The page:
Explain your project.

Officially I’m on sabbatical, but I get money from the state for that [Euro-envy, anybody?]. I’m also trying to get some more education. I’m studying now online: photography. A side of that of course, one of my main reasons why I’m here, is to meet people and make features about them, and tell the people in Austria what awesome people are here and making art and making music.

But you included other performance stuff, like the Soapbox Derby and Dino Tarot. How do those things fit?

Perfectly, I think, because they’re some of the really great things here going on. I’d never seen such a thing as Dino Tarot before, and it’s a really great idea to do that. You put so much energy in this table and this box and this thing, and I like it when people do this kind of thing and are not only concentrated on money. I like those little things you come across when you’re traveling or when you’re in a city. Sometimes these other things become more interesting than even a “big” band or those “important” people.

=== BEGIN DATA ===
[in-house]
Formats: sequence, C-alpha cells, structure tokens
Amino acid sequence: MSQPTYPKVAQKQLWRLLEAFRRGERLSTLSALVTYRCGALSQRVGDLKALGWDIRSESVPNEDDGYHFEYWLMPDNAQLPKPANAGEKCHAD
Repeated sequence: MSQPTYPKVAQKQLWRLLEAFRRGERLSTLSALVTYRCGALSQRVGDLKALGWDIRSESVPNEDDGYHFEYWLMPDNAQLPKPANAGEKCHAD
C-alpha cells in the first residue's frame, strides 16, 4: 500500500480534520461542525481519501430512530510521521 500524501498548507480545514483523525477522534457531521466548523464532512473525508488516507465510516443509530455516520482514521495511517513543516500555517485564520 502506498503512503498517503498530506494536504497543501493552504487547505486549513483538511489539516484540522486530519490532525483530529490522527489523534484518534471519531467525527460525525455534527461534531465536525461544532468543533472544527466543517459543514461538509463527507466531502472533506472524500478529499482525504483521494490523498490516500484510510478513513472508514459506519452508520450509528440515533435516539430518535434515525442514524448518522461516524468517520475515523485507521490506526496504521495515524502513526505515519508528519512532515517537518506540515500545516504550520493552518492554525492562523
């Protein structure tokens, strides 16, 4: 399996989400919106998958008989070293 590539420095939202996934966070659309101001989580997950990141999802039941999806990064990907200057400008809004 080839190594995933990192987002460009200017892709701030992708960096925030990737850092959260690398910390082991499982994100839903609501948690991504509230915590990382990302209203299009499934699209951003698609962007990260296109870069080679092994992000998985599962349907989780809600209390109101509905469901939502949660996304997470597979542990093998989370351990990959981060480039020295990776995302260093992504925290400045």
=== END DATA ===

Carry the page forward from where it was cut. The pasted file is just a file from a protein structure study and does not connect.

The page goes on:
Are you planning a next project after this one?

I will travel to other cities on the west coast—San Francisco, LA, and Seattle—as part of a half-year trip, and I’ll profile each city in a series. For each city, there will be a one-hour program, and I like to find new things, go new paths or meet people who have not been featured so much on Austrian radio or newspapers. It’s just more interesting.

San Francisco: I want to find out more about the Cacophony Society and the prankster scene. I’d love to have good burritos, maybe investigate the weed.